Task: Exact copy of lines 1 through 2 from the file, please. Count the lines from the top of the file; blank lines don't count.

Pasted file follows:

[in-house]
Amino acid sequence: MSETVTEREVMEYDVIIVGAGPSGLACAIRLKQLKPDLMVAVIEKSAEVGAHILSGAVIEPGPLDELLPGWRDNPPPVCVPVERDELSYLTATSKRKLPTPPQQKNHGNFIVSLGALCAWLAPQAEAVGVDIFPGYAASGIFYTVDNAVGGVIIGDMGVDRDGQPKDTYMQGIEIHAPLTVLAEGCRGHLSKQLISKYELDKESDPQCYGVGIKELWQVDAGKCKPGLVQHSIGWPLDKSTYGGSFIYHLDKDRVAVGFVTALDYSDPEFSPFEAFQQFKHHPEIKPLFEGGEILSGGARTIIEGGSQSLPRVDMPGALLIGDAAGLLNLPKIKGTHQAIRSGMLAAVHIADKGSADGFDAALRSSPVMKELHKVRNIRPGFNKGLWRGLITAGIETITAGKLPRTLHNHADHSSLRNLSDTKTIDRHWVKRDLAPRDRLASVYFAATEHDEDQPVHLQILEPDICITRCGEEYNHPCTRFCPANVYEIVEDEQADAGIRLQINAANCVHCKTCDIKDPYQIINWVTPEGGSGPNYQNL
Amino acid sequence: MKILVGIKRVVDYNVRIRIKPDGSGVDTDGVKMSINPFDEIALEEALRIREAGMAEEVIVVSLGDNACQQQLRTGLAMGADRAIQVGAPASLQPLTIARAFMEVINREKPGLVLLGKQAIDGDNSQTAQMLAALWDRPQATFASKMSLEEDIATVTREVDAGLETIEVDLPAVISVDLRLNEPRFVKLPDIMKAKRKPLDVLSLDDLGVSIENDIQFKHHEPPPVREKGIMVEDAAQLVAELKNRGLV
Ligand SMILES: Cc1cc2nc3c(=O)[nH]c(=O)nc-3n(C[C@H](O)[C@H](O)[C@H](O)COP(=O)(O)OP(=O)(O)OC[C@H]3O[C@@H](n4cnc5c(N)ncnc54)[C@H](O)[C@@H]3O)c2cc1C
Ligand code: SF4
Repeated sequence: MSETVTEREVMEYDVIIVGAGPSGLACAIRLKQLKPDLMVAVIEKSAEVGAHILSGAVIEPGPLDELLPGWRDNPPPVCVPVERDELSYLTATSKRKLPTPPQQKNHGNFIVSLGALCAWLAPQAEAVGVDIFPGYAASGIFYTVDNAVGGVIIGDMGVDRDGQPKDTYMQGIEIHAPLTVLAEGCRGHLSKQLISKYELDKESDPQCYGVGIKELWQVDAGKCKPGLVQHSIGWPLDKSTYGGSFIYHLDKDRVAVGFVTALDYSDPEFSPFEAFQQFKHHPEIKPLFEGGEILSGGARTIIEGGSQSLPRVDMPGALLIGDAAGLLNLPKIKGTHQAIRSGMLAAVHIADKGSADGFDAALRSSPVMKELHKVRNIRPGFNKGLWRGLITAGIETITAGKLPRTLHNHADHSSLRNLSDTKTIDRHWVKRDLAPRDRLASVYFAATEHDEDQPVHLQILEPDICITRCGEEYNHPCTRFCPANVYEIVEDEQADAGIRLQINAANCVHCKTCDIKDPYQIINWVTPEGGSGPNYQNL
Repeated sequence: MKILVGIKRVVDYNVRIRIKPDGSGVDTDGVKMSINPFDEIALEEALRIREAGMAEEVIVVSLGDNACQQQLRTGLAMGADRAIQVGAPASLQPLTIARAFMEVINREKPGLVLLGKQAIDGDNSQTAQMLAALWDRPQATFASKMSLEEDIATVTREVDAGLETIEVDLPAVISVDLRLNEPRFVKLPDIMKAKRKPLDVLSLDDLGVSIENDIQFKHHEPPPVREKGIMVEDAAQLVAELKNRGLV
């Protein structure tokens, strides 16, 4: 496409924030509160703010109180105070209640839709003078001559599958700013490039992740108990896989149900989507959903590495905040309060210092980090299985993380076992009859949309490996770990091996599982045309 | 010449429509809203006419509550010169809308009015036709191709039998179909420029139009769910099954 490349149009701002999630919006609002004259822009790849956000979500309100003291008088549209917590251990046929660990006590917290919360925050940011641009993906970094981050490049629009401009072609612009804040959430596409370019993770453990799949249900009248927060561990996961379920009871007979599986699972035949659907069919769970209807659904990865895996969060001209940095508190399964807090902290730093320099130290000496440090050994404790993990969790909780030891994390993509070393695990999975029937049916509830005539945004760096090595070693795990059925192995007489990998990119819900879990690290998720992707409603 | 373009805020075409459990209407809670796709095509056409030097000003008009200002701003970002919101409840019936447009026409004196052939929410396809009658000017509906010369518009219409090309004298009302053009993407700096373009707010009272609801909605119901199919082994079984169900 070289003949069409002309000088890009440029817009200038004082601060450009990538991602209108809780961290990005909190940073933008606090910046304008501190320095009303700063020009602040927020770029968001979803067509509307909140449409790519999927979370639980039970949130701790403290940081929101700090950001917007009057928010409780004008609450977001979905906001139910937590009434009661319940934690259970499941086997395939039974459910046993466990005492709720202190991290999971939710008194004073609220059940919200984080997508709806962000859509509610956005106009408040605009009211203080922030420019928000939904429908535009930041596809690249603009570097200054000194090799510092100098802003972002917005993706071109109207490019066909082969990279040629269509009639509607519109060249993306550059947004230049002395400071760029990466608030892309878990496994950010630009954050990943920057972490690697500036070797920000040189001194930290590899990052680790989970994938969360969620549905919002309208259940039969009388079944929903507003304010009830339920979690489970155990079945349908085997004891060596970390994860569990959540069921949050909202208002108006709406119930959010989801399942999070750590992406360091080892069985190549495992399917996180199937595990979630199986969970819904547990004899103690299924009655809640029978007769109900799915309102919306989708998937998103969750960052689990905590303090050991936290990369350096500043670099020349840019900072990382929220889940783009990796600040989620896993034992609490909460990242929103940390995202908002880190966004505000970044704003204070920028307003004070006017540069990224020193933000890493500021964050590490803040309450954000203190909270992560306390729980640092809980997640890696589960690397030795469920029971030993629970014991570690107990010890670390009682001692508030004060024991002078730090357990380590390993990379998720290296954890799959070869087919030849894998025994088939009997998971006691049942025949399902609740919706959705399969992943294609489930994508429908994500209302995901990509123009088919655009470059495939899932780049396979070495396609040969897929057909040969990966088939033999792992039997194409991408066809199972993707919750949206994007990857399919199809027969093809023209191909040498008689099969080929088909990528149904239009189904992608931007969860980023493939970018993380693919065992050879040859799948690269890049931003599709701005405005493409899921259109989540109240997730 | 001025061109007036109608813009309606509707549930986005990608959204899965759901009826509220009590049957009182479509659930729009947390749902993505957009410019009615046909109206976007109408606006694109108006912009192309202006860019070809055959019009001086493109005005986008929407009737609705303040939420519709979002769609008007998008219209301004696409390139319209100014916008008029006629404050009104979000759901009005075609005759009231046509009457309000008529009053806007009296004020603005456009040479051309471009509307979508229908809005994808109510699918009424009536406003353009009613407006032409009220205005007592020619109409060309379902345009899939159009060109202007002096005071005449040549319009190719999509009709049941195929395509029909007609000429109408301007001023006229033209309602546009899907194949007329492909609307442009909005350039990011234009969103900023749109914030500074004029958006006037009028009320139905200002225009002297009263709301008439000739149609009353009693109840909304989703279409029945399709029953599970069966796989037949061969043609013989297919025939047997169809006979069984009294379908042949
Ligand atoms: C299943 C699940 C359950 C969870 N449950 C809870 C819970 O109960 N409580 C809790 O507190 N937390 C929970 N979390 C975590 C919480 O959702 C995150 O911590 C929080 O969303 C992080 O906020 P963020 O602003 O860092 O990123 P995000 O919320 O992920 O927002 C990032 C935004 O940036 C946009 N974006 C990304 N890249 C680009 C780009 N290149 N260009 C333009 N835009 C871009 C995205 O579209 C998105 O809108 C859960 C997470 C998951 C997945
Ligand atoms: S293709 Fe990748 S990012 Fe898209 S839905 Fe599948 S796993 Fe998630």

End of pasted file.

[in-house]
Amino acid sequence: MSETVTEREVMEYDVIIVGAGPSGLACAIRLKQLKPDLMVAVIEKSAEVGAHILSGAVIEPGPLDELLPGWRDNPPPVCVPVERDELSYLTATSKRKLPTPPQQKNHGNFIVSLGALCAWLAPQAEAVGVDIFPGYAASGIFYTVDNAVGGVIIGDMGVDRDGQPKDTYMQGIEIHAPLTVLAEGCRGHLSKQLISKYELDKESDPQCYGVGIKELWQVDAGKCKPGLVQHSIGWPLDKSTYGGSFIYHLDKDRVAVGFVTALDYSDPEFSPFEAFQQFKHHPEIKPLFEGGEILSGGARTIIEGGSQSLPRVDMPGALLIGDAAGLLNLPKIKGTHQAIRSGMLAAVHIADKGSADGFDAALRSSPVMKELHKVRNIRPGFNKGLWRGLITAGIETITAGKLPRTLHNHADHSSLRNLSDTKTIDRHWVKRDLAPRDRLASVYFAATEHDEDQPVHLQILEPDICITRCGEEYNHPCTRFCPANVYEIVEDEQADAGIRLQINAANCVHCKTCDIKDPYQIINWVTPEGGSGPNYQNL